On our first morning in the Village, New Year’s Day, we started off with our daily Yoga practice from 6:30 – 7:30 am with a local “Yogi” that BuildOn brought in to lead our practice each day. This was outside on a tarp, and although it began in the dark, it afforded us the luxury of watching the sunrise each day mid way through Yoga. Let’s just say that it was very different than what many of us were used to from our Western Yoga classes, but we grew to love the Yogi and his quirky ways!
What ended up being a great perk is that many villagers (children and adults), joined us each morning for Yoga, and it was a really wonderful way to start the day. Also, we’re pretty sure the morning Yoga helped to keep us limber and was the reason our bodies ached a lot less than we expected after the grueling work on the school site!
One thing our Yogi would have us do every day towards the end of our session was “laughing yoga”, where you first laugh with your mouth closed, then with your teeth together, and then open mouth laughing. Of course we would all be cracking up by the end! We loved seeing and hearing the village children giggle. By the second morning, Desmond couldn’t help himself and got up once it was light enough to get some photos! And of course, getting photos of sunrise as well.
After Yoga, we were given a hearty breakfast prepared by our BuildOn cook. BuildOn provided breakfast and lunch for us every day, but dinner was spent with our host families. We ate very well during our time in the village, and all of the food (all vegetarian) was incredibly delicious! One of the favorite treats during each meal was Nepalese Chai, which we drank up in large quantities!
Work on the construction site started at 8:30 each morning and we would start with everyone gathering in a circle (including our team, BuildOn staff, and the local villagers who had come out to work on the school). Some words were shared (and translated) by people on both sides, and again the villagers shared their gratitude for their new school (cue more tears for Roxy!). We ended the circle with a cheer that would be lead by one person from our group and one villager.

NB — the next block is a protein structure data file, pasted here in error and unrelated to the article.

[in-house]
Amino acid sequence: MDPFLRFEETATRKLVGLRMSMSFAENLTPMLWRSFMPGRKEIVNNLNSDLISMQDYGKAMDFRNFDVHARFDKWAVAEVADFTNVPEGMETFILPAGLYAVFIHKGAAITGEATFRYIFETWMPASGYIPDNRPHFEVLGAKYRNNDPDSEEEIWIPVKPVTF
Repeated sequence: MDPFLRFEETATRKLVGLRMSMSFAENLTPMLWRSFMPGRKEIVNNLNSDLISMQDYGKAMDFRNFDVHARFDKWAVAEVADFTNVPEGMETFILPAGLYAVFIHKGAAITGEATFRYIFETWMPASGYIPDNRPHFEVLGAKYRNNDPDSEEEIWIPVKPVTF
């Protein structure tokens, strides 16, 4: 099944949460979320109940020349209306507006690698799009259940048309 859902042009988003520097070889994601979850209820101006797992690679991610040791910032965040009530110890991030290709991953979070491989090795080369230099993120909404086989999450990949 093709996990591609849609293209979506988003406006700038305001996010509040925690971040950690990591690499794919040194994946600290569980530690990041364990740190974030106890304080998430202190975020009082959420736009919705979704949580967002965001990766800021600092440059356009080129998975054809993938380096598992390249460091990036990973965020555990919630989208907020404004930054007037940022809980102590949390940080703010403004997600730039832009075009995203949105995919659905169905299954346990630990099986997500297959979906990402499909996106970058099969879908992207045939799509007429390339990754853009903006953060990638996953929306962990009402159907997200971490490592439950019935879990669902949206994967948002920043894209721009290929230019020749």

The site was already marked up to show where we needed to dig the foundation, needing to dig 14 holes, each 6 ft deep by 6 ft square, as well as 2 ft wide by 2 ft deep by 10 foot long trenches running between them all.
There were different tasks that we could each do, such as digging, shoveling, carrying (rocks, sand, rebar), stacking bricks, and actually tying the rebar. We would work on the job site from 8:30 to 12:30 and it was some of the hardest, most backbreaking work that any of us had ever done. The ground was very dry and hard and it was definitely not an easy task to break up the earth and then shovel it out….especially using the oversized hoes that the village provided to do all the digging.
We were sweating in the hot sun and exhausted not long after starting, but watching how hard the villagers worked, especially the women who kicked our asses in their level of strength and stamina, kept us going! We couldn’t be more proud of Evan and Ella for getting in there and working so incredibly hard doing all the same labor as the adults. We honestly didn’t know how they were going to handle this, because it really was back breaking work. Even the fittest of our group were feeling incredibly fatigued at the end of 4 hours, but we did it as a group and were extremely gratified to see the great progress being made each day.